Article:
Received the highest ranking for legal ability and professional ethics from the Martindale-Hubbell Peer Review Ratings.
Listed in The Best Lawyers in America® 2014, an honor based on an exhaustive peer-review process.
Robert E. Gregg
Robert Gregg serves as the office managing partner for the Northern Virginia office of Squire Patton Boggs and as co-leader of the firm’s Aerospace Defense & Government Services industry group. His practice focuses on mergers and acquisitions (M&A), general business representation and government contract counseling with an emphasis on representing companies providing products and services to the US government. He has been listed in The Best Lawyers in America since 2010. In 2009 he was named part of the Legal Elite by the readership of Washington SmartCEO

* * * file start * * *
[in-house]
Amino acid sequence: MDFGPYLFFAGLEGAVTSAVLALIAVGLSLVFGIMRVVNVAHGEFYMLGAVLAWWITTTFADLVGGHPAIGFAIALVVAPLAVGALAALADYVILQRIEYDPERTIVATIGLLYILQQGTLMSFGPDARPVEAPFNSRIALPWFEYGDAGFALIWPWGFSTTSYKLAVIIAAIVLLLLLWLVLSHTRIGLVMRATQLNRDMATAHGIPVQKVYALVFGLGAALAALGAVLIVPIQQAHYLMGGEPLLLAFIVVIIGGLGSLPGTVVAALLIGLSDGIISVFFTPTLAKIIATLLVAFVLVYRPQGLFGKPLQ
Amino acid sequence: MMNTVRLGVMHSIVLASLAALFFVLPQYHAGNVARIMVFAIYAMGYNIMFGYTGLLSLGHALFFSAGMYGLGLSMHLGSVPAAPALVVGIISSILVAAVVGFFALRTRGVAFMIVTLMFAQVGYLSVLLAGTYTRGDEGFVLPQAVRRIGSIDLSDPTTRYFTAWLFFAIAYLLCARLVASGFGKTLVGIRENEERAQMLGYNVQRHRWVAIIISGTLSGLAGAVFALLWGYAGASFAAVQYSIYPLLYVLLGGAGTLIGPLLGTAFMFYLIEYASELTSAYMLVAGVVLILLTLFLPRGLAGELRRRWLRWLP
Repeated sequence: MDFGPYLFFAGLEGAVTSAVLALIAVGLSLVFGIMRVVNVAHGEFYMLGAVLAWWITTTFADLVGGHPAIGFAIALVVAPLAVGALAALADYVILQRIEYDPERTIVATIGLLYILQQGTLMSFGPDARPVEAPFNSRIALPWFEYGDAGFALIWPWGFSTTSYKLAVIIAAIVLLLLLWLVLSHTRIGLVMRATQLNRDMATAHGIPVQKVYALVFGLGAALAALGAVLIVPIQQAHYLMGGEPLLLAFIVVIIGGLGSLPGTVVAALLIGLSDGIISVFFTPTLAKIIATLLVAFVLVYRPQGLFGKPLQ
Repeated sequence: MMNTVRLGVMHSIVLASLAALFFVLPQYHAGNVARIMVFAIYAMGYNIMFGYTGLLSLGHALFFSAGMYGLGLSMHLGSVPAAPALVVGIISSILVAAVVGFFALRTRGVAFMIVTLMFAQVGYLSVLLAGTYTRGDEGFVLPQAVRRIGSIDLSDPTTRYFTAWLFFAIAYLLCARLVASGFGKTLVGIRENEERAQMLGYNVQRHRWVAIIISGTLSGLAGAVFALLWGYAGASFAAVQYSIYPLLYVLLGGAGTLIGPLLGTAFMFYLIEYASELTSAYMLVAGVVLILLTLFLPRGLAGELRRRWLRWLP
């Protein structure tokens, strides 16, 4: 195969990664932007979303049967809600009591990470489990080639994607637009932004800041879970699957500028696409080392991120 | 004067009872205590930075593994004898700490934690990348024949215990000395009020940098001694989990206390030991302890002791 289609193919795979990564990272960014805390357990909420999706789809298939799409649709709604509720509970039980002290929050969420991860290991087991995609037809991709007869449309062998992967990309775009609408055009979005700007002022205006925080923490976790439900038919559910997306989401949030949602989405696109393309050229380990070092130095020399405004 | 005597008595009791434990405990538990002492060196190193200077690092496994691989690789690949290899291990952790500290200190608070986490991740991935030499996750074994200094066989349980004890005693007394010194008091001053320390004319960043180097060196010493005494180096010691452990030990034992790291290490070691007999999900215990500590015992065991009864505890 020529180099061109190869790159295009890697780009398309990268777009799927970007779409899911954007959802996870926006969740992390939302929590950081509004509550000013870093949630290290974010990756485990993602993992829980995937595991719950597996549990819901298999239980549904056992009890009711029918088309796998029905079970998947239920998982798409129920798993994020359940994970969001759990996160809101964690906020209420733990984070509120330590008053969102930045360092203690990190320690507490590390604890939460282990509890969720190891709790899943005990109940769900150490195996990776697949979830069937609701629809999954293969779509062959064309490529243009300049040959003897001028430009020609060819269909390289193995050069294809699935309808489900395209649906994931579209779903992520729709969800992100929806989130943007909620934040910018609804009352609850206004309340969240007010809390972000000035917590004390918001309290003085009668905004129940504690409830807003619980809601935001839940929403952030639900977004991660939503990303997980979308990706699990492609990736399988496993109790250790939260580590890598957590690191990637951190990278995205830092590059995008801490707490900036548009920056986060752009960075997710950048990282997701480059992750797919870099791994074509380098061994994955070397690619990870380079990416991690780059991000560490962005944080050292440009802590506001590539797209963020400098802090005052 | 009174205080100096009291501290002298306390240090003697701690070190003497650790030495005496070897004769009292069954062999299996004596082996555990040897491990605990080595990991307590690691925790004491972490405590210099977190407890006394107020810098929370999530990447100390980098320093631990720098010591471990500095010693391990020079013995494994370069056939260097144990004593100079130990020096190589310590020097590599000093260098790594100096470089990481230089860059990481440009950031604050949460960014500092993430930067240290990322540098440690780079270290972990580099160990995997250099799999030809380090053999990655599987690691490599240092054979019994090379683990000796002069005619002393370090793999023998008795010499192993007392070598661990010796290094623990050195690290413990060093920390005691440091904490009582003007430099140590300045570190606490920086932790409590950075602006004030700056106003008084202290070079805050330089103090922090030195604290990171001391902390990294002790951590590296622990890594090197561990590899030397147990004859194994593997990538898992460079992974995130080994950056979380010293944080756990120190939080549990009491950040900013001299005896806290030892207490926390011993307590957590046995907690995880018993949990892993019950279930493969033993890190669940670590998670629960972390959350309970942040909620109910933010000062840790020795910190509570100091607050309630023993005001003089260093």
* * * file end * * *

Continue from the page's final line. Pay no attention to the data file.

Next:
Bob’s general business representation includes counseling clients with respect to the organization of technology companies, acquisitions and sales of businesses, protection of trade secrets, licensing of technology and computer software, and venture capital investments. Since 2004, he has been involved in more than 35 M&A transactions involving government contractors.
His government contract practice includes counseling with respect to proposal preparation, teaming agreements and subcontracts, suspensions and debarments, protests to the Government Accountability Office (GAO), questions of contract interpretation and performance, compliance with contract cost regulations, technical data rights, and claims and appeals under government contracts. Each year he typically will be involved in multiple representations of successful and unsuccessful offerors in protests before the GAO.